01 February 2021

US Stocks Plummet Amid High Speculative Trading


News shaping
the markets today


What’s happening: US stocks ended sharply lower on the last trading day of January, with the Dow Jones index and S&P 500 recording their worst month since October.

What happened: Last week was chaotic for Wall Street. It not only saw the S&P 500 and Nasdaq 100 reach record highs, but also included the worst day for the Dow Jones index and S&P 500 in the last three months.

US stocks remained highly volatile through the week due to heightened speculative trading by retail traders.

Why it matters: Last week, Wall Street witnessed the highest trading volumes in years. Investors were concerned about the massive spike and significant short squeeze in certain stocks, triggered by conversations among retail traders on Reddit.

GameStop came out of nowhere and grabbed the limelight. Although the company has been struggling, falling significantly behind the technological advancements of offerings by competitors, retail traders decided to buy its shares after messages on Reddit around the stock being shorted by institutional investors.

GameStop’s shares gained a whopping 400% last week and added more than 1,600% last month. Traders also focused on AMC Entertainment, sending its shares higher by more than 500% in January.

Trading volumes in the US stock markets climbed past 23.7 billion shares on Wednesday, exceeding the previous record set amid the financial crisis in 2008.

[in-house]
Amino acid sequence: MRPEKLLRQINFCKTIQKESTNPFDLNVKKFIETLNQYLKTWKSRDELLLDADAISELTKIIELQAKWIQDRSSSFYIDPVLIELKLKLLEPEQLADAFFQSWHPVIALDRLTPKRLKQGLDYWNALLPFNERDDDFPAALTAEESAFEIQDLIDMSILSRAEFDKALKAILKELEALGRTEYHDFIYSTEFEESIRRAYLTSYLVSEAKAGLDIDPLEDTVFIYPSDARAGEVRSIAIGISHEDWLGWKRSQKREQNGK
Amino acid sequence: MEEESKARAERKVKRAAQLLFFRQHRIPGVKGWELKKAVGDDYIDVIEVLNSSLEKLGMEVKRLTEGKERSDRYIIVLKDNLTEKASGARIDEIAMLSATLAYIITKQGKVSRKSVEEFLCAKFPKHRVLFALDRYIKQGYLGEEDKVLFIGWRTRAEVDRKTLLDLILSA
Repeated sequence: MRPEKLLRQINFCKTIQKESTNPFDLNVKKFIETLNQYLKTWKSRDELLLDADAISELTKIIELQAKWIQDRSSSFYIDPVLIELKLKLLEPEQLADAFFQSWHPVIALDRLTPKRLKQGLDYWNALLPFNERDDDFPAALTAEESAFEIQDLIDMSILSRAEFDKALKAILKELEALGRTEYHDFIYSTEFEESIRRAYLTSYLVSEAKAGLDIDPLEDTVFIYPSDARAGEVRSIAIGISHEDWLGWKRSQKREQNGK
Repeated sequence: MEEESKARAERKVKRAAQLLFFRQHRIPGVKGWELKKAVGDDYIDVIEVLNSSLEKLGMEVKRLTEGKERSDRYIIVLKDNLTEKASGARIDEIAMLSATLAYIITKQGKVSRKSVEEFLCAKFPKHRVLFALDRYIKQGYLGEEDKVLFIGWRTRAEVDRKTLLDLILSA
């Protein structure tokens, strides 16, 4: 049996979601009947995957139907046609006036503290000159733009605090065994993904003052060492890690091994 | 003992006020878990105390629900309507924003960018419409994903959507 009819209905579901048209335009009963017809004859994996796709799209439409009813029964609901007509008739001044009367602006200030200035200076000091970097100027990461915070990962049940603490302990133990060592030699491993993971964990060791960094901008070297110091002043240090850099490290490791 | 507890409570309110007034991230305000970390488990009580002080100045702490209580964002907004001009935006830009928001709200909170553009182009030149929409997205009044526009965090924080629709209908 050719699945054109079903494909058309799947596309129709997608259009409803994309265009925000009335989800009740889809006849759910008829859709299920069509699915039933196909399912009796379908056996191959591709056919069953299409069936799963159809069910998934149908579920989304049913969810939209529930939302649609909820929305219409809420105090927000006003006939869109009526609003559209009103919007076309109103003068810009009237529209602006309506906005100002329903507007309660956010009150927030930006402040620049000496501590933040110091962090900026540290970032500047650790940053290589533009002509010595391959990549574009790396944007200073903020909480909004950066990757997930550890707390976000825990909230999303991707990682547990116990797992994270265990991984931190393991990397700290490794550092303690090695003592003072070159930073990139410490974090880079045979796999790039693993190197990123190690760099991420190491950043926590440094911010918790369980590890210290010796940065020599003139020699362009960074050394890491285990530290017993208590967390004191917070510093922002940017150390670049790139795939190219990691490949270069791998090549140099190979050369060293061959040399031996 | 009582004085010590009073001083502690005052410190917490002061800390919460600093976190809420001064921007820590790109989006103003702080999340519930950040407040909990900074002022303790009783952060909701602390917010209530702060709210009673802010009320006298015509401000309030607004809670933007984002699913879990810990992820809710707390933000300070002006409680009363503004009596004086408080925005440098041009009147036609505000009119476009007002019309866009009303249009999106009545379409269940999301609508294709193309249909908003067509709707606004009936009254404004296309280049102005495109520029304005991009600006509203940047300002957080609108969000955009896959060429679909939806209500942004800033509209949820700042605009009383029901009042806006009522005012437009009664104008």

Various lawmakers have called for an investigation into the market frenzy through last week, and the SEC (Securities and Exchange Commission) is expected to step in.

“There’s way too much leverage in the system, and we’re starting to see signs that this excess leverage is going to be unwound in a way that will create headwinds for the stock market and other risk assets for more than just a few days,” said Matt Maley, chief market strategist at Miller Tabak.

Meanwhile, Johnson & Johnson released late-stage trial results from its covid-19 vaccine, showing an efficacy rate of 66%, much lower than that achieved by Pfizer and Moderna, while also being less effective on variants of the virus. On the other hand, Johnson & Johnson’s candidate is a single dose vaccine and provided protection against hospitalisations and deaths.

The Dow Jones index tumbled 620.74 points to close at 29,982.62 on Friday, settling below the 30,000 mark for the first time since December 14. The S&P 500 declined 1.9% to 3,714.24, with most sectors closing in the red. The Nasdaq 100 fell 2.09% to settle at 12,925.38 with shares of Apple and other big tech names declining on Friday.

All three major indices dipped more than 3% last week, notching their worst week since October. The Dow Jones index and S&P 500 lost 2% in January, while the Nasdaq 100 manged to end the month with 0.3% gains.

What to watch: Markets will keep an eye on volatility in the US stock market. As the stocks in focus are not constituents of the major stock indices, their influence remains limited.

“While we believe there is more pain to come we remain optimistic that it is likely to remain localized,” said Maneesh Deshpande of Barclays. “Market exposure of long-short hedge funds is relatively small, indicating little impact to the overall market due to deleveraging.”

Investors await a basket of economic reports from the US, including IHS Markit manufacturing PMI, ISM manufacturing PMI and construction spending. The IHS Markit manufacturing PMI is expected to rise to 59.1 in January, from 58.3 in December, while the ISM manufacturing PMI is projected to decline to 60 in January, from a previous reading of 60.7. Analysts expect construction spending to rise by 0.9% in December.